In addition to panelwork made of plaited material, it is often suggested that metal panels were also used, where the patron was wealthy enough to commission them. However attractive this theory may seem, no large metal panels of this type are known, and the relative scarcity of metal in pre-industrial times makes it very unlikely that there were large wooden crosses sheathed in bronze. Attaching separate panels to larger artefacts was a common technique in Europe at that period, where craftspeople fixed cast or hammered panels bearing protective images of divine beings to helmets, armour and sacred objects. Many examples of this principle survive in the Celtic area, but they are all fairly small. They include reliquaries made to hold the possessions or holy relics of early Celtic patriarchs, such as books, bells and crozicrs.

Elements of woodworking technique can be seen in representations of crosses, such as the cross visible on a buttress of the church at Llangeinwen in Anglesey, or that at St Laurence's Church at Papil in Shetland. Staff-crosses ending in a spoke are depicted on slabs at Clonmacnois in County Offaly, Trowbridge in Wiltshire, and Hansted, near Aarhus in Denmark. A Celtic cross-slab re-used at a later date for part of the church fabric, the Llangeinwen cross is shown with a pointed foot, resembling a spike. It has been suggested that this shows a wooden cross, with its means of insertion in the ground, but we can never know how large this cross was meant to be. Perhaps it represents a small processional cross the size of a priest's crozier, rather than one of high-cross dimensions. There are actual contemporary illustrations of hand-held crosses for processional and ceremonial use. The north cross at Ahenny has a sculpted panel showing a funeral procession led by a priest carrying a portable wheel-headed cross. It is illustrated here. The eighth-century Lichfield Gospels, otherwise known as the Gospels of St Chad, have an illuminated page showing an evangelist holding crossed staves in the 'Osiris' position. One staff has a double-volute terminal in the manner of Irminsul, while the other is a Celtic Cross, with an eight-petalled pattern in the centre of the wheel. Unfortunately, the ravages of time have destroyed all of the crosses of this type, made of wood and metal, which once existed in every church.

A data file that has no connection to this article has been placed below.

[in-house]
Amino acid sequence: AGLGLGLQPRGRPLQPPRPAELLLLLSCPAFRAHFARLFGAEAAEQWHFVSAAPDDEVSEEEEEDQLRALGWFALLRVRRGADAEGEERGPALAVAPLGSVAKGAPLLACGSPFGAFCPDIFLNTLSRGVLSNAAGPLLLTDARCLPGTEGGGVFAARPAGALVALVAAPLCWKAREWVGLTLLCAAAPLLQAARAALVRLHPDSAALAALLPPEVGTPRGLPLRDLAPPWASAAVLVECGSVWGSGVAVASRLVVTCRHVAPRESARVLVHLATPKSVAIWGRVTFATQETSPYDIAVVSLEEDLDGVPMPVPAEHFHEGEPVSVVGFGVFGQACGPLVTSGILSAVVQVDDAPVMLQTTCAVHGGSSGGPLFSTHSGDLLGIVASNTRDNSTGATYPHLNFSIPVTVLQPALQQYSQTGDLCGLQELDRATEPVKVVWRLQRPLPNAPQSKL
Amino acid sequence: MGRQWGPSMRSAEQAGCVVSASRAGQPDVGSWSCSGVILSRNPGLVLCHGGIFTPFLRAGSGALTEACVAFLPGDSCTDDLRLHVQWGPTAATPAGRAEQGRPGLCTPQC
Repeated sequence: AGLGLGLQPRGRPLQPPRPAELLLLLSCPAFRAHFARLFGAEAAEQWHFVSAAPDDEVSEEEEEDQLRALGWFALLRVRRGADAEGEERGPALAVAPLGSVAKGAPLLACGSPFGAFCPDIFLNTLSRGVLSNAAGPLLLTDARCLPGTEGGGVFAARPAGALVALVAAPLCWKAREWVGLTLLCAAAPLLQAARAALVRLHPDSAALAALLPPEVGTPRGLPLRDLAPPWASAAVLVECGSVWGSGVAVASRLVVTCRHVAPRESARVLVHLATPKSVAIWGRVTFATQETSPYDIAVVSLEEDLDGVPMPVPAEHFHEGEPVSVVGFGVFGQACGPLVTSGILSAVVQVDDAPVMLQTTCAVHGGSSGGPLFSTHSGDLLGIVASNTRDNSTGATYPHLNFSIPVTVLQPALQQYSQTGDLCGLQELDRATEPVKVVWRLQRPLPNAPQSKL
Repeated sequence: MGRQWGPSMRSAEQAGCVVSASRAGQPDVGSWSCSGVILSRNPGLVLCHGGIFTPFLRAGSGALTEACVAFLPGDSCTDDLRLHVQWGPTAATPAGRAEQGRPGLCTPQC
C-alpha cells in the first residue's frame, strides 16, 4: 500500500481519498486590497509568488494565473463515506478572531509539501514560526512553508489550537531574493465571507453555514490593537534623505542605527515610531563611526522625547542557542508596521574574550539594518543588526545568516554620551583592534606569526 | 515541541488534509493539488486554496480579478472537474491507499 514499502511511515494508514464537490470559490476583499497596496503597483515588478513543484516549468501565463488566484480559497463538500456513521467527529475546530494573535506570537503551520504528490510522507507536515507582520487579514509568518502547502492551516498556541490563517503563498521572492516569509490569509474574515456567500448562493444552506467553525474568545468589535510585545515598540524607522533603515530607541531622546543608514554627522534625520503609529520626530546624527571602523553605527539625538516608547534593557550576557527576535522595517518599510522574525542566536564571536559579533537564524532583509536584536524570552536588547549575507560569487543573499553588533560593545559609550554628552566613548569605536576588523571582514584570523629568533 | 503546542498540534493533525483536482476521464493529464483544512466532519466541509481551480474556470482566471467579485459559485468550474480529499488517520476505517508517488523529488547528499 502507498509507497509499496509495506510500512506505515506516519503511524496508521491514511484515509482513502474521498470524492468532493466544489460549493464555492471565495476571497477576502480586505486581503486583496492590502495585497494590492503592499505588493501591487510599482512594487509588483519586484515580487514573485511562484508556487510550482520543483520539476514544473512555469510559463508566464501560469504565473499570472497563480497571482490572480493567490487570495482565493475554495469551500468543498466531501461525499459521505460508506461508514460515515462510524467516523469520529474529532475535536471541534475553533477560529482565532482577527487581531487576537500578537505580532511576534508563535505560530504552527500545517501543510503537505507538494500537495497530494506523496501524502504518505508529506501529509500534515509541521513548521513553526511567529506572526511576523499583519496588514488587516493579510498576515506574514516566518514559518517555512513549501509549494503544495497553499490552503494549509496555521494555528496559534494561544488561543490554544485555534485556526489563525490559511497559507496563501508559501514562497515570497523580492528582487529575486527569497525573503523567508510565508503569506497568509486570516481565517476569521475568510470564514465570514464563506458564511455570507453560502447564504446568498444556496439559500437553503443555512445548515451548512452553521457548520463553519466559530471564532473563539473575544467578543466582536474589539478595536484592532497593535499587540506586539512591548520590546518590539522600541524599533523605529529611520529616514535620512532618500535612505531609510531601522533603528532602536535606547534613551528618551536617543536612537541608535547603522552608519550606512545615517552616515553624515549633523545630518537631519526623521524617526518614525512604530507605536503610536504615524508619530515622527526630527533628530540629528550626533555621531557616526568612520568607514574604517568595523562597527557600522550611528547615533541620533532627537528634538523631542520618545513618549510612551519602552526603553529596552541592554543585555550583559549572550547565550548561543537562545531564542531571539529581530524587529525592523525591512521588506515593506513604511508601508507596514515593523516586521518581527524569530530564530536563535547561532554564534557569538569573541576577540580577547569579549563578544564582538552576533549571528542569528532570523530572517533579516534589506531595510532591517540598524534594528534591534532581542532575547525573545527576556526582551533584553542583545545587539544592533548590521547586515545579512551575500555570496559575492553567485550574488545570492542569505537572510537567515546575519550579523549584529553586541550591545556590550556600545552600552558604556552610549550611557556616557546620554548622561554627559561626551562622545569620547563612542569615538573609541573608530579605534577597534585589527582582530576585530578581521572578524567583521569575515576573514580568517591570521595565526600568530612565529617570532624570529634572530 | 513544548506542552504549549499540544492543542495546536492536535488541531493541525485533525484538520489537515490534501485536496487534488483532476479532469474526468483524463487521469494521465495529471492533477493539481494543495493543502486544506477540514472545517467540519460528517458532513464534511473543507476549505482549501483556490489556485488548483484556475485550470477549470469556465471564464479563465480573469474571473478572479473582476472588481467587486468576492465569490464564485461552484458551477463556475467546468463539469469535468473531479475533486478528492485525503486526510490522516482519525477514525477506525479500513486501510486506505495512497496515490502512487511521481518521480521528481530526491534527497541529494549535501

Many of the later, larger crosses, assembled from several separate pieces of stone, were put together with mortise-and-tenon joints, which are usually associated with the craft of wood-joinery rather than that of the mainstream European tradition of stonemasonry. It can be argued, however, that because such joints in stone were used in megalithic times at Stonehenge and elsewhere, they may represent the deliberate use of an archaic technique as sacral craftsmanship. This deliberate sacred archaism appears in certain essential elements of Classical architecture. Some stone crosses, such as St Martin's Cross on Iona, also have enigmatic slots that may have accommodated wooden extensions that held ribbons, banners or woven emblems. Crosses with a circular shaft, such as the Wolverhampton Pillar and the Gosforth Cross, have patterns that resemble the tree bark left at the basal portion of some contemporary maypoles in Germany. This may recall the creation of crosses from whole trees, but equally may be derived from the patterns carved on the lower portions of Roman Jupiter Columns. Until an intact ancient wooden standing cross is found, these opposing interpretations will have equal plausibility.

Opposite: Human figures depicted on Celtic Crosses. Left: (above) upper part of cross at Gosforth, Cumbria, England, showing an episode from the Norse prophecy of the end of this world; Ragnarok, in which Odin's son, Vidar, slays the destructive Fcnris-Wolf; (below) Pictish cavalryman, Inchbrayock, Tayside, Scotland.

Centre: wrestlers from the Town Cross, Kells, Meath, Ireland; mermaid from Pictish stone at Meigle, Tayside, Scotland; interlace of four men, Ahenny, Kilkenny, Ireland; monks with portable Celtic Cross, Ahenny; the Welsh warrior Briamail Flou from Llandyfaelog Fach, Powys, Wales.

Right: quarterstaff scene, Town Cross, Kells; crucifixion scene, Gosforth, Cumbria, England.

Welsh Warriors
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  • michelle
    How to make a three armed brigid's cross?
    7 years ago